ST. PAUL, Minn. – It's not another shutout Cory Schneider needs. It's a treasure hunt.
Schneider, the guy who was supposed to be the Vancouver Canucks' No. 1 goalie but isn't, has done everything within his power since a jittery opening night three weeks ago to convince coach Alain Vigneault to play him more often. But until Schneider locates and confiscates Vigneault's trick coin – the two-headed disc the Canuck boss admitted last week was turning up in Roberto Luongo's favour either way – Schneider doesn't stand a chance.
“I would like to see it, though,” he said of the mystery coin. “I'll call heads.”
If Schneider doesn't get his share of the net now, he probably won't until general manager Mike Gillis finally gets around to trading Luongo. Which could be today. Or never.
Playing for the first time in 11 days, Schneider stopped 22 of 23 shots in the Canucks' 4-1 win here Thursday against the Minnesota Wild.
The performance lowered Schneider's goals-against average to 1.71 since the first 27 minutes of the National Hockey League season, while nudging his save percentage to .936. In six appearances that included four straight starts until Thursday, Luongo is third in the NHL with a 1.53 GAA and .940 save rate.
It's a dead heat.
No wonder Vigneault said after the game he'll flip his imaginary coin again today to see which goalie starts for the Canucks Saturday against the Calgary Flames.
But here's a better idea: how about we end the raging daily debate and controversy and simply declare that Schneider and Luongo will rotate as starters – A, B, A, B – until someone definitively wins or loses the job?
“I am not going to share that with you,” Vigneault said when asked post-game about the potential goaltending solution. “I'm just going to trust the coin and keep it simple.”
Yes, but like Schneider, no body else has seen it.
The main reason the Canucks' unconventional goaltending situation hasn't turned into a full-fledged freak show is that both Schneider and Luongo are so professional and dedicated to their team and each other that they've been willing to tolerate a situation many “No. 1 goalies” would find intolerable.
Both accept the idea of merit-based play, even if that wasn't Schneider's understanding when he was anointed the new starter last spring and re-signed to a three-year, $12-million contract.
Both goalies are playing brilliantly. If you go by merit, how can Schneider possibly not be rewarded with another start on Saturday?
But, Schneider said Thursday, “Did Lou really deserve to not get this start?”
Good point. Luongo was unenthusiastic about being bounced from the net during a three-game winning streak, although he feels genuine sympathy and support for Schneider.
The coin isn't going to work.
Maybe a rotation wouldn't either, but Schneider sounded keen to try it.
“We both like being in the net and don't like sitting out,” he said. “We're both guys that when we play a lot and get into a rhythm, you get even better. (But) the condensed schedule, playing every other game, it could come pretty quickly. There might not be a lot of days in between. There's a million possibilities out there and we're just going to go with whatever the coach and management thinks is best.”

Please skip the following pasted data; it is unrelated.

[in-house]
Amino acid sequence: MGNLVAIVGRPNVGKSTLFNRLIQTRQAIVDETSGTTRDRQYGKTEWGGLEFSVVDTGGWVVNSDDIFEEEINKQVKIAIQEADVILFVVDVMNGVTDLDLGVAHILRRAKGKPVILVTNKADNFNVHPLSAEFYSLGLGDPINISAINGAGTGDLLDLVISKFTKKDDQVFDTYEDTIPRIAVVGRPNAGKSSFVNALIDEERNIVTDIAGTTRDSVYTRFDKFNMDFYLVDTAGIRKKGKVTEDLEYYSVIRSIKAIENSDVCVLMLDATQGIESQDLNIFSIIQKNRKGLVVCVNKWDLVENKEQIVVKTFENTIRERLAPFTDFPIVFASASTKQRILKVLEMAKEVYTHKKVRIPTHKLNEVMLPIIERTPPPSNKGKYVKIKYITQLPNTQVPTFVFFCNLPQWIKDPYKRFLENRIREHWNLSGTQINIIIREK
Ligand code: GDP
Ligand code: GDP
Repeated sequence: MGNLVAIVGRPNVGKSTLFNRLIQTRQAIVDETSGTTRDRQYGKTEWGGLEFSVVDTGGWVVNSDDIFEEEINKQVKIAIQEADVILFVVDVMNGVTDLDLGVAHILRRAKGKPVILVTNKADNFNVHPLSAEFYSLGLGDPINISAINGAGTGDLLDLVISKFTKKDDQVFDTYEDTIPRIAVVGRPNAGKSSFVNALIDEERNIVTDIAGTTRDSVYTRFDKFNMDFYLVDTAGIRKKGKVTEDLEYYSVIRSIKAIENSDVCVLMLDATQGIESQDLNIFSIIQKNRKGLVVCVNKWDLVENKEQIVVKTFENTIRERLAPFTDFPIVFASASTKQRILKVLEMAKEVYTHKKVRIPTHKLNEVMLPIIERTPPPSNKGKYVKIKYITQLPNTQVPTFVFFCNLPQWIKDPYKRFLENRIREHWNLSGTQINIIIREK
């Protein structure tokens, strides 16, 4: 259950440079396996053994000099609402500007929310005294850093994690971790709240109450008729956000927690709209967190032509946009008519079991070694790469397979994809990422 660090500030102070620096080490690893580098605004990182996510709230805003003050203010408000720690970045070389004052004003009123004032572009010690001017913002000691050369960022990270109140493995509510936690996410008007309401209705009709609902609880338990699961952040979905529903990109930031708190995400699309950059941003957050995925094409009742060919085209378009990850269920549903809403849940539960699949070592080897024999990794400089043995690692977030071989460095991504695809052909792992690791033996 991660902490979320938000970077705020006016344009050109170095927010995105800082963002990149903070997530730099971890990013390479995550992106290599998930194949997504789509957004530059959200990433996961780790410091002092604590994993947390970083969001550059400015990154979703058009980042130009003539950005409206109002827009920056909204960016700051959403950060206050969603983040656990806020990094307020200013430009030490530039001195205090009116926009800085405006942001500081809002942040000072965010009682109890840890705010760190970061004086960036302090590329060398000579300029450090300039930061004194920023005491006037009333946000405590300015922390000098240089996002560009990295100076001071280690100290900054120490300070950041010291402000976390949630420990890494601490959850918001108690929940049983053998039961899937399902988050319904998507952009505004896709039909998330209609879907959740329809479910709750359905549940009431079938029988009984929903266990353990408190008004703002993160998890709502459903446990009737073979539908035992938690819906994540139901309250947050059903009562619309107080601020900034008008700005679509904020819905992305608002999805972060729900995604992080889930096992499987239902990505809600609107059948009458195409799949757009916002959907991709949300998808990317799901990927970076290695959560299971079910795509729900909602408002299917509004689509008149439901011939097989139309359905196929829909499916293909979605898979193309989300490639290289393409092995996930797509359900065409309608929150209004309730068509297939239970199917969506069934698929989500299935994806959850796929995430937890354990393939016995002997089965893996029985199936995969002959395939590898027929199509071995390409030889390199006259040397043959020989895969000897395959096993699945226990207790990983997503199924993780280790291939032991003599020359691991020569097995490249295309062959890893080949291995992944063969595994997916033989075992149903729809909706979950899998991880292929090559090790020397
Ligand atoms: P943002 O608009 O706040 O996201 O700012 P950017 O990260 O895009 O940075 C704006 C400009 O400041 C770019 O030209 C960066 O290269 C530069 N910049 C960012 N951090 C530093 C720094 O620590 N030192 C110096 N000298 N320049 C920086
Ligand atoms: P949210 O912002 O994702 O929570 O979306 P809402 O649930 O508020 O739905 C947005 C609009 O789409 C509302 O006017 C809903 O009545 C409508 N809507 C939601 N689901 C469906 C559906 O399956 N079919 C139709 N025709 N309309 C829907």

Luongo didn't offer an opinion on the potential to job share evenly.
“That's not my call,” he said. “Whatever is fine with me. All I can do is be ready. That's more the coach's decision. Whoever's in net is going to give his team a chance to win, that's for sure. And that's all that matters.”
Vancouver's 6-2-2 record represents its best start since the team went 8-1-1 in 2005, although perhaps that's not such a good omen since those Canucks eventually faltered and missed the playoffs the season after a lockout, and coach Marc Crawford was fired.
There's still plenty for the Canucks to do better.
Daniel Sedin scored Thursday, but he and his brother Henrik, recent NHL scoring champions, have combined for just three goals and 14 points in the first 10 games. The Canucks are only 21st in the league on the power play and 20th in penalty killing. Key two-way centre Ryan Kesler still hasn't played after off-season shoulder and wrist surgeries and, although practising, still doesn't sound like he is about to.
Thursday's win was one of Vancouver's most impressive so far.
Against a Wild team that doesn't score much but is difficult to beat in Minnesota, the Canucks stifled their opponents in the first period, yielding just three shots and building a 2-0 lead on goals by Daniel Sedin and Chris Higgins.
Schneider was exceptionally good in the middle 10 minutes of the second period, when the Wild mustered its only surge. Mason Raymond and Jannik Hansen scored for the Canucks 1:35 apart late in the period and that was the game.
Schneider lost his shutout, which would have been his second in three starts, on Tom Gilbert's power-play goal at 7:25 of the third period.
“It's tough to evaluate,” Vigneault said of the first 10 games, which represents more than one-fifth of the regular season. “I think the hole league right now is tough to evaluate. Everybody's grinding it out. That's what games are about right now. They're not going to all be pretty but you've got to grind it out and find a way to get wins, and that's what we're doing right now.”
It helps to have two No. 1 goalies. Most of the time.
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